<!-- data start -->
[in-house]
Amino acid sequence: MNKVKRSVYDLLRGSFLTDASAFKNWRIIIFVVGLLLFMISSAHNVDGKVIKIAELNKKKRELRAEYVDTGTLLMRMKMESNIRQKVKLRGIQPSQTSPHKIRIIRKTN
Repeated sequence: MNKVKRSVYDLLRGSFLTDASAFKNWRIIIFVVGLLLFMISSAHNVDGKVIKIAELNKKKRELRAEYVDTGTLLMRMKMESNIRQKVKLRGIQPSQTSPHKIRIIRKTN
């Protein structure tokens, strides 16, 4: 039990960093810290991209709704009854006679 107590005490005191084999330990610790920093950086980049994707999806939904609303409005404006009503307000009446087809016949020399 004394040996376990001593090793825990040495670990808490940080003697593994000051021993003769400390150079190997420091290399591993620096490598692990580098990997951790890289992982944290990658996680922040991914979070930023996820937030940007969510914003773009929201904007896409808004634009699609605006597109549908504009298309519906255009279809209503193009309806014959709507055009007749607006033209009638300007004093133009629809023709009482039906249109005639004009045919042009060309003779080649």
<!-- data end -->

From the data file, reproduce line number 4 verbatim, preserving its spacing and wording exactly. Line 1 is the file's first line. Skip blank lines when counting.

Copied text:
């Protein structure tokens, strides 16, 4: 039990960093810290991209709704009854006679 107590005490005191084999330990610790920093950086980049994707999806939904609303409005404006009503307000009446087809016949020399 004394040996376990001593090793825990040495670990808490940080003697593994000051021993003769400390150079190997420091290399591993620096490598692990580098990997951790890289992982944290990658996680922040991914979070930023996820937030940007969510914003773009929201904007896409808004634009699609605006597109549908504009298309519906255009279809209503193009309806014959709507055009007749607006033209009638300007004093133009629809023709009482039906249109005639004009045919042009060309003779080649």